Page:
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It's absolutely fine as an adult student. Indeed, sometimes, it's expected: if you attend a large studio, and regularly attend a class at a set time, for example, at 7pm each night, then there may well be a rotating roster of different teachers. You'll learn something different from each one.

 

I think it could be confusing if you're just beginning, or just re-beginning, if different teachers use different terminology, but once you get used to that (eg battement jeté or battement glissé?) it's all good.

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I'd go for the multiple studios if I had that option!

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The differences in teaching methodologies does worry me a bit, as I'm really not at all familiar with any of the terminology aside from very basic terms. Hopefully it does not hinder my learning! But I think, as Redbookish mentioned, once I get the hang of it, it won't be a huge deal. In fact, it may even be beneficial in the long run. My riding instructor always says the more horses you ride, the better you will become as a rider, since you have to learn to adapt to the differences from horse to horse. It almost sounds like that can be applied to the ballet situation, too :)

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  • 4 weeks later...

I'm riding too and my instructor says the same as yours. And as far as ballet is concerned I have to jungle between at least 3 teachers each year (last year I got 5 teachers during the year in 3 differents school) it's the only way I can manage having more than one class a week at a time I can come. Different teachers have different emphasis on what they want. Junggling between different style is tricky at first but you get used to it (I remember having my favourite teacher (mixed styled) yelling we're not at the Bolshoi here ! While I was posing a relevé in 5th apparently too bend forward with my upper body then the next day the russian teacher was like you're too straight bend forward a bit !!!) NOw I just naturally switch from style to style and that really helpful when you take masterclasses or just take the opportunity too take a class once on vacation : you'll adapt easily too everything !!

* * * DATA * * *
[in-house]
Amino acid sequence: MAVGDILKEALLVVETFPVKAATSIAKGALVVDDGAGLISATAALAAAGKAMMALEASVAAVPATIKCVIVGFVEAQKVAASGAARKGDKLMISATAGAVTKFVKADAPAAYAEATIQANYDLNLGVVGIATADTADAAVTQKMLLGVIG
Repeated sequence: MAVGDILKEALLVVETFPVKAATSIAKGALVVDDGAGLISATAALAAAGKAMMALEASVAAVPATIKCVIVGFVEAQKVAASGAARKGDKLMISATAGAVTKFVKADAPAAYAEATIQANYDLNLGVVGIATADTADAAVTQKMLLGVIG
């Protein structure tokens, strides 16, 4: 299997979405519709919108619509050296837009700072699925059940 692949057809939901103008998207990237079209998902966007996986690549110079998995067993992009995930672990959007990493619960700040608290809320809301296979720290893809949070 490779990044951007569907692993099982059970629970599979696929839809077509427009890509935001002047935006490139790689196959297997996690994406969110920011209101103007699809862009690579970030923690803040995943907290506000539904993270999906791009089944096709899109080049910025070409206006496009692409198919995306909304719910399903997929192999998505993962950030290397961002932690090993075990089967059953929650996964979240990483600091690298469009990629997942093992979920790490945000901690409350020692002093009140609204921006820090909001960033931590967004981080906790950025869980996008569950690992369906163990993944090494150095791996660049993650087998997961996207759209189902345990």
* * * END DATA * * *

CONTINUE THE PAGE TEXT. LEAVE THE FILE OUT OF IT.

good luck for your classes

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Yes I know this, too. Most studies offer only 1 adult class for each difficulty level - so if you want to do more you need more than 1 school.

So far I have seen 6 different teachers this year ( lot's of holyday or sickness replacement), and you get used to it as long as you have 1 or 2 "main teachers".

One time it is to dance, connecting each movement. On the other teacher I get then "not so much drama" - the next ( an active dancer from a local ballet company helping out) said - "these movements are for having fun".

 

Since I'll never going to audit for the Bolschoi, it's ok so. I'm doing some contemporary, too, and it synergies a lot. Such things from advanced contemporary like "2 jumps, then a turn with a dragging foot, from this directly a gran jete, landing the gran jete going directly on the floor doing some stuff there...) I couldn't do without the ballet classes.

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I understand perfectly, last year I also took a contemporary class (teacher was great, but unfortunatly she move out of town and I don't like the other teacher in town, so purely ballet this year). With this particular teacher, if you haven't, at one point, done ballet it was really really hard to follow !

Last year I haven't have a main teacher. One different teacher for each classes (4 ballet classes/week) plus subteacher (maternity leave), so different need/emphasis in each class. Monday: breath, relaxx, dance free the leg, feel the music (really good for the first class of the week). Wednesday: russian style leg up strict port de bras and so on. Thursday: technically demanding, a lot of changing weight/leg feet, changing side at the barre a lot during combination, but the teacher also tought contemporary so at some point we did some neo classical combination and correction were always funnily explain, a lot of images . Saturday : real teachers my favourit, very active, not that technically demanding in term of combination, but great attention to detail , hand on correction, her sub (french school), port de bras emphasis, was more too slow (boring at some point) almost no correction (we were 10 max) but great great pointe class (less people in the class with mixed level, combination adaptable to anyone (you relevé retiré, you and you half turn, you full turn...) a lot of corrections)...